Nicholas Green, Chemistry - Covalent Biomolecular Conjugates as Potential Progenitors to Primordial Cooperative Biological Systems

The transition from primordial soup to primitive organism is a process which may be understood by characterising the fundamental interactions of (bio)molecules likely present on the primordial earth. Interactions of increasing complexity – yet still based on readily rationalisable and ultimately predictable principles of structure and reactivity – must have eventually given rise to biochemistry. These interactions will be studied by preparing and characterising biomolecular conjugates. Resulting observations of the physical and chemical behaviours of these conjugates will improve our understanding of the role of such molecules in bringing about the cooperative behaviour necessary for life’s emergence, and our knowledge of structure, reactivity and mechanism in chemistry and biology.

Jess Pasisi, Te Tumu: School of Maori, Pacific & Indigenous Studies - Mapping Niue texts in and beyond Aotearoa: Expanding on New Zealand Realm connections to Niue through archival texts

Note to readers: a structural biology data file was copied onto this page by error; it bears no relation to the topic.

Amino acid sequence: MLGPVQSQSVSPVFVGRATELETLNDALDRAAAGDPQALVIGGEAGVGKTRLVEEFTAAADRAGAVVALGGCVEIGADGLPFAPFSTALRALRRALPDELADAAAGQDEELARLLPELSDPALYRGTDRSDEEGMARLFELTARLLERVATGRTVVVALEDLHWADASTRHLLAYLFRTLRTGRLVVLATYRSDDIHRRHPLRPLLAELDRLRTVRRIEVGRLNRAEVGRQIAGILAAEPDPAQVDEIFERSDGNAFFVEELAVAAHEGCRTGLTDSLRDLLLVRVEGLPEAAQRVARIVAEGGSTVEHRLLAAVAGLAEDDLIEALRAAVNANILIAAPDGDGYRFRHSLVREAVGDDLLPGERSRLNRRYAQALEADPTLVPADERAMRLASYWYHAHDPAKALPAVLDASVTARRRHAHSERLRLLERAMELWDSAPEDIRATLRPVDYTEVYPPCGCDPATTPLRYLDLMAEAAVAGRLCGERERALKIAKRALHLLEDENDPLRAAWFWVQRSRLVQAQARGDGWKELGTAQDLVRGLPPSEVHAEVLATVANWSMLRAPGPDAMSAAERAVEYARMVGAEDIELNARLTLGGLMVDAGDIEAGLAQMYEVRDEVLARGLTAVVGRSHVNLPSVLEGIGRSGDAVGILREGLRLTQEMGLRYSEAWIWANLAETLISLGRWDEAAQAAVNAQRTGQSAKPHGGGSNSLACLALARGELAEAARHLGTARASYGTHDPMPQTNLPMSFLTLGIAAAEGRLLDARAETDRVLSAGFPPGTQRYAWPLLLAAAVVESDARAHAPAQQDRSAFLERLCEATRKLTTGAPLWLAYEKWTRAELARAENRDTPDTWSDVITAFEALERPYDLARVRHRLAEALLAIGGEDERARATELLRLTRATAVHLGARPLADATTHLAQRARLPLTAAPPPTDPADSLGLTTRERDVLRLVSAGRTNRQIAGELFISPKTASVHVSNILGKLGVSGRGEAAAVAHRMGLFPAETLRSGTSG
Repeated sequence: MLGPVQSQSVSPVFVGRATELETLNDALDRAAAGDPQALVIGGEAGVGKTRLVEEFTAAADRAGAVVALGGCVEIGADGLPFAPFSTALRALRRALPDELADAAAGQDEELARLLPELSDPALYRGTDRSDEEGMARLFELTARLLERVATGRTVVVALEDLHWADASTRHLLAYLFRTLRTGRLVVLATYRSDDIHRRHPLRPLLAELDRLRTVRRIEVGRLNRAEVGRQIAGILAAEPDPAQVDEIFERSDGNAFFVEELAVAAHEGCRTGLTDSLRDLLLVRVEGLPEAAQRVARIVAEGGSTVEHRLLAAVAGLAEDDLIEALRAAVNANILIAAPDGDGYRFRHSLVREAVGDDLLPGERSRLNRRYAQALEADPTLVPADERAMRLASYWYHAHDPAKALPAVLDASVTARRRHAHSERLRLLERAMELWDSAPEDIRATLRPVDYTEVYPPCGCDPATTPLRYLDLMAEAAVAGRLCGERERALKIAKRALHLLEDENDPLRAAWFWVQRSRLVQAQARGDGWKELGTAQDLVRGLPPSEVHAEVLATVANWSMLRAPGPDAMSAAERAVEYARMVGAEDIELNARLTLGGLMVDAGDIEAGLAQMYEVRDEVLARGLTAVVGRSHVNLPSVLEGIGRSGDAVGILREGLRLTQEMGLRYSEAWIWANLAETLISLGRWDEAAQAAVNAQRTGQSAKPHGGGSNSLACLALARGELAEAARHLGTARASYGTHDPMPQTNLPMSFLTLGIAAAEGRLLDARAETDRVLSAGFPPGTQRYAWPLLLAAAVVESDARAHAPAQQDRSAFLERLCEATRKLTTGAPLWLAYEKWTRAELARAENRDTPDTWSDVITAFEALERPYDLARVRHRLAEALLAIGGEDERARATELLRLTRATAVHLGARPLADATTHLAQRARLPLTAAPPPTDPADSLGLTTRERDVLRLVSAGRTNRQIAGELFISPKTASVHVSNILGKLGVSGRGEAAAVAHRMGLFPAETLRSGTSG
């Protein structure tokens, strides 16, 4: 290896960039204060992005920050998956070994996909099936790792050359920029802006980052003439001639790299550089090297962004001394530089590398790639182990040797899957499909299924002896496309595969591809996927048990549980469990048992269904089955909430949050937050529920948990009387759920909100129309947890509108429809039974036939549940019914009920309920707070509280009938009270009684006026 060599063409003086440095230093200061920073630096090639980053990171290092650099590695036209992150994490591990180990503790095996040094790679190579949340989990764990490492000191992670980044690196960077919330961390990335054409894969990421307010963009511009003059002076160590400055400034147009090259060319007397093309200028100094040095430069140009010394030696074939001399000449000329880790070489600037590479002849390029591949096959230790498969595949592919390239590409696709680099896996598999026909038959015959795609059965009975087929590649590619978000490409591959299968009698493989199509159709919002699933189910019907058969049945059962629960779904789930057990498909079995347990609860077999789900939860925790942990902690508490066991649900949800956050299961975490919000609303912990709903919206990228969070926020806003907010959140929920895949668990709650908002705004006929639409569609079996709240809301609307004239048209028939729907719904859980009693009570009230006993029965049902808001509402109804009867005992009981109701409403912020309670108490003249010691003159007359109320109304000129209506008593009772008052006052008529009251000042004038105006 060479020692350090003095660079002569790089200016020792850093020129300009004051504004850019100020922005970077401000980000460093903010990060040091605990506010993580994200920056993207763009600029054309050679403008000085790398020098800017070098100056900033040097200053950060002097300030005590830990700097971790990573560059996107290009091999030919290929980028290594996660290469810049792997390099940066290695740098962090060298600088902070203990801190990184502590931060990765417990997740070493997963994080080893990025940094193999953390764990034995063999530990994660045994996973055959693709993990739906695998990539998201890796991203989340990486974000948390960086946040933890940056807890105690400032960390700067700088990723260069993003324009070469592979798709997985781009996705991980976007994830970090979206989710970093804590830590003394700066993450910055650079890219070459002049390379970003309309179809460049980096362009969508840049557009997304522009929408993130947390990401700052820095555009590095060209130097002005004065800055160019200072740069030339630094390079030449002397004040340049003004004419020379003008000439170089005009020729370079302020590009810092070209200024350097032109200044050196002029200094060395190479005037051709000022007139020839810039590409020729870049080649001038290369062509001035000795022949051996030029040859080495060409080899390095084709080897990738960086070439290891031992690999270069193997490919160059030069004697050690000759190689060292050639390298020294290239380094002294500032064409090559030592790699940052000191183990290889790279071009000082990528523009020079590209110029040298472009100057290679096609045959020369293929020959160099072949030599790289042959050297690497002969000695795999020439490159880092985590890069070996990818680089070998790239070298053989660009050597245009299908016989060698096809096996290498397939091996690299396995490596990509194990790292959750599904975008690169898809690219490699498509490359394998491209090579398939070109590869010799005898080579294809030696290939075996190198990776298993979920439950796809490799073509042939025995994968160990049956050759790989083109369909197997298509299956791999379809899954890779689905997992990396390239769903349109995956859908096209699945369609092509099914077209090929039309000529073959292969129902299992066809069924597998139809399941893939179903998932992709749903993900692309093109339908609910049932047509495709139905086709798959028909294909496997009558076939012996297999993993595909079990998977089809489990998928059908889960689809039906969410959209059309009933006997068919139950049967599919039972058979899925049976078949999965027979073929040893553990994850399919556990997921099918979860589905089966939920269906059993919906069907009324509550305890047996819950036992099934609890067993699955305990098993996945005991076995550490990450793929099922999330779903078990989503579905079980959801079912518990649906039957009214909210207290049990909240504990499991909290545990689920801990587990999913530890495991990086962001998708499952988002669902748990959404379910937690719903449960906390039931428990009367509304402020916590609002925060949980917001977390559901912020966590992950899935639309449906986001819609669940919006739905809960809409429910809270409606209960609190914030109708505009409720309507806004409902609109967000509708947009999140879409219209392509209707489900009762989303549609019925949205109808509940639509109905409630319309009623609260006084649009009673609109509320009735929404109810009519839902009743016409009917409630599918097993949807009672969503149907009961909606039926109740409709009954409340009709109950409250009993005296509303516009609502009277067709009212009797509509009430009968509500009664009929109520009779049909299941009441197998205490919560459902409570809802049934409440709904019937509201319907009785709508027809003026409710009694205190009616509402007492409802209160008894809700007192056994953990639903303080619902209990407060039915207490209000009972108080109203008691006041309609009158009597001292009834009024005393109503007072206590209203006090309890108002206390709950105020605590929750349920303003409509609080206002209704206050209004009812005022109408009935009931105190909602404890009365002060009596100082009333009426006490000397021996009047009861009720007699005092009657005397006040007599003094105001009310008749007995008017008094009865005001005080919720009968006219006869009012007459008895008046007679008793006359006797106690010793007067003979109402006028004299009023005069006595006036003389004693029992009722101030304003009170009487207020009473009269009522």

The central aim of this project is to explore the joy and pleasure tau tagata Niue gain from engaging with Niue texts. Specifically, the project aims to identify, catalogue, and critically analyse Niue texts throughout history, examine how tagata Niue engage with Niue texts in contemporary repositories, and expand our shared understanding of Indigenous literary connections between Niue and Māori, Realm nations, and broader global Indigenous communities. Four key clusters of research questions extend from this central aim: 1) What published Niue written texts exist in contemporary repositories? What is the context of how these texts came to be published? And how are Niue people engaging with these archives? 2) How do Niue published written texts fit within a wider corpus of Niue cultural production and self-expression? How can Niue texts in contemporary archives be engaged in ways that extend beyond the archives themselves and into the broader community? 3) How can we engage with the layered complexity of Niue texts in multi-lingual forms? How are Niue texts being engaged in the New Zealand school curriculum? 4) To critically engage and expand discussions of Niue literary landscapes between Niue and Māori, other Realm nations, and broader global Indigenous literary spaces.